We Say:The fact is that to the extent that a real estate market exists in East Jerusalem, it exists to facilitate the transfer of property from Palestinians to Israelis. With respect to purchasing property, any Israeli – and, in fact, any Jew from anywhere in the world – can legally buy property in Jerusalem, including East Jerusalem. And as it happens, entire organizations, backed by massive and entirely non-transparent private foreign funding (kept secret through the active protection of Israeli courts) exist for the purpose of making such purchases. They do so with a publicly-stated political agenda of working to push out the Palestinians, establish Jewish hegemony in these areas, and thereby make impossible a two-state peace agreement and undermine any Palestinians claims in the city. And they do so with the active and tacit support of Israeli municipal and governmental authorities.

On the other hand, the Palestinian side of the real estate market – the potential buyers – is artificially limited. Palestinians who do not have legal residency in Jerusalem (i.e., Palestinian residents of the West Bank and Gaza, Palestinians living abroad – including Palestinians who might have been born in or have parents born in East or West Jerusalem) are barred from living in the city. Palestinian West Bankers cannot, for all intents and purposes, purchase land in Jerusalem, and they are entirely prohibited from doing so on State controlled lands (which accounts for most of the city). Those who do own land in the Jerusalem may not access it freely, since as non-residents they have no legal right to enter or stay in the city without a special permit from Israel.

Palestinians who do have legal residency in East Jerusalem are a marginalized, underserved collective of around 350,000 people. While these Palestinians technically have the right to purchase property anywhere in the city, in reality there are very few instances of Palestinians purchasing property in Jewish West Jerusalem – reflecting both the fact that their lives and communities are in the Palestinian part of the city, and the fact that Israelis do not want to sell to them. Underscoring this fact is the case Nof Zion, a settlement project in Jabel Mukabber. When that project was failing financially (for lack of Israeli buyers), a wealthy Palestinian sought to purchase the development from the creditor, offering a price higher than any Israeli bidder. His effort was thwarted by an organized and very public campaign to block the sale for the declared purpose of keeping the property in Jewish Israeli hands. The property was subsequently sold to a Jewish Israeli businessman and is now a large Jewish-populated settlement. And even in this example, small symbols can sometimes disclose large truths: in Jabel Mukabber, sidewalks line the road only in the area bordering the settlement; when the road enters the built-up Palestinian areas, the sidewalks disappear.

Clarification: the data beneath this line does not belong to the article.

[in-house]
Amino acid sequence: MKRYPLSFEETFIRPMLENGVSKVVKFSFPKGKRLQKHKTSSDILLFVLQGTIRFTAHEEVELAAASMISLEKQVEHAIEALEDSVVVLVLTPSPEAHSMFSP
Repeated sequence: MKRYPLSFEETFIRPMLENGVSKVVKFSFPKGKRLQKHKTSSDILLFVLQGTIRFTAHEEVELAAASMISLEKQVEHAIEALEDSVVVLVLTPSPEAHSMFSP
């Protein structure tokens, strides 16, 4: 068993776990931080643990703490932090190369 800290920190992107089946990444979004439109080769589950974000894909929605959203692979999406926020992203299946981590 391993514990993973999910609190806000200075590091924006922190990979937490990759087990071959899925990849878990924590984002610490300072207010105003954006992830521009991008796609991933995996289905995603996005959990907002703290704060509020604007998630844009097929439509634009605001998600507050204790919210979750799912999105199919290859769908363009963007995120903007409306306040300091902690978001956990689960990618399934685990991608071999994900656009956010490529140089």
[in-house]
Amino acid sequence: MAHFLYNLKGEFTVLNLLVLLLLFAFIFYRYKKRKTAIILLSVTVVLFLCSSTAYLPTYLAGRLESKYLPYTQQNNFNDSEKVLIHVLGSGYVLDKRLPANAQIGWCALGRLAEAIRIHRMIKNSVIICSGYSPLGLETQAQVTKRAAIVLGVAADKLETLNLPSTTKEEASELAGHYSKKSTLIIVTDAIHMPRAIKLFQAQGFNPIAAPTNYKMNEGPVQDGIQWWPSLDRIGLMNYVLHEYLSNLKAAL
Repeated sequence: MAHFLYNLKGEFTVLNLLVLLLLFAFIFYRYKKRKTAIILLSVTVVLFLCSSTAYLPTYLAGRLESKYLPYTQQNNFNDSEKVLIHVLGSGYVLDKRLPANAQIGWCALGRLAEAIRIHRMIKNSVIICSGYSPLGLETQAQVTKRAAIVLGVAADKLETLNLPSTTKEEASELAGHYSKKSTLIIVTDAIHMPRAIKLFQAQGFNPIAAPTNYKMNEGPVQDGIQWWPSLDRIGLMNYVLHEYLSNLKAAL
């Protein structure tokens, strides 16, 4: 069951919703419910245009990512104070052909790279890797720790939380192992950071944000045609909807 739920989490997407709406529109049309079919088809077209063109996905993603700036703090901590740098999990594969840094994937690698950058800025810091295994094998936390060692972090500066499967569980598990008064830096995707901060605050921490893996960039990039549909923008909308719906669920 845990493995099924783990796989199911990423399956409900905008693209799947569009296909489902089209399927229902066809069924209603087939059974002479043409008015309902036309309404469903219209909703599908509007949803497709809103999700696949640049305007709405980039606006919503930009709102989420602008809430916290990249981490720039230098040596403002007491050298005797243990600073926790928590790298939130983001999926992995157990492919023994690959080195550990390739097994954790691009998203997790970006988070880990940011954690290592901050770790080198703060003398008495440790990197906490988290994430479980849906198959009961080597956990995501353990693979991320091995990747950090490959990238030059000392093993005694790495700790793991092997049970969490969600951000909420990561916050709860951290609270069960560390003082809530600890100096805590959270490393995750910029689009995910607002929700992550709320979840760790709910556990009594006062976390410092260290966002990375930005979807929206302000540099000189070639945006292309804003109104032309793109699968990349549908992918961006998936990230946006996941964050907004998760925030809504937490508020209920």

They Say/We Say: "Why does the Left protest when Israelis buy property in East Jerusalem?"

They Say We Say We know that pro-Israel does not mean blindly supporting policies that are irrational, reckless, and counter-productive. Pro-Israel means supporting policies that are consistent with Israel's interests and promote its survival as a Jewish, democratic state.

You've heard the arguments of the religious and political right-wing, and so have we. They've had their say. Now, we'll have ours.

Go HERE for all installments of APN's "They Say, We Say"

They Say, We Say: What About Jerusalem and Hebron?

They Say:

Why does the Left protest when Israelis buy property in East Jerusalem? It is simply religious and ethnic discrimination to argue that they shouldn’t be able to buy a house, just like an Arab can buy a house.

We Say:In a free, healthy real estate market, anyone should be allowed to bid on and purchase property, irrespective of their religion, ethnic background, or the like. But East Jerusalem is not a free, healthy real estate market. To the extent that a real estate market exists in East Jerusalem, and especially within the volcanic core of the city – those areas targeted by settlers, i.e. the Old City and its environs – it exists for all intents and purposes solely to facilitate the transfer of property from Palestinians to Israelis.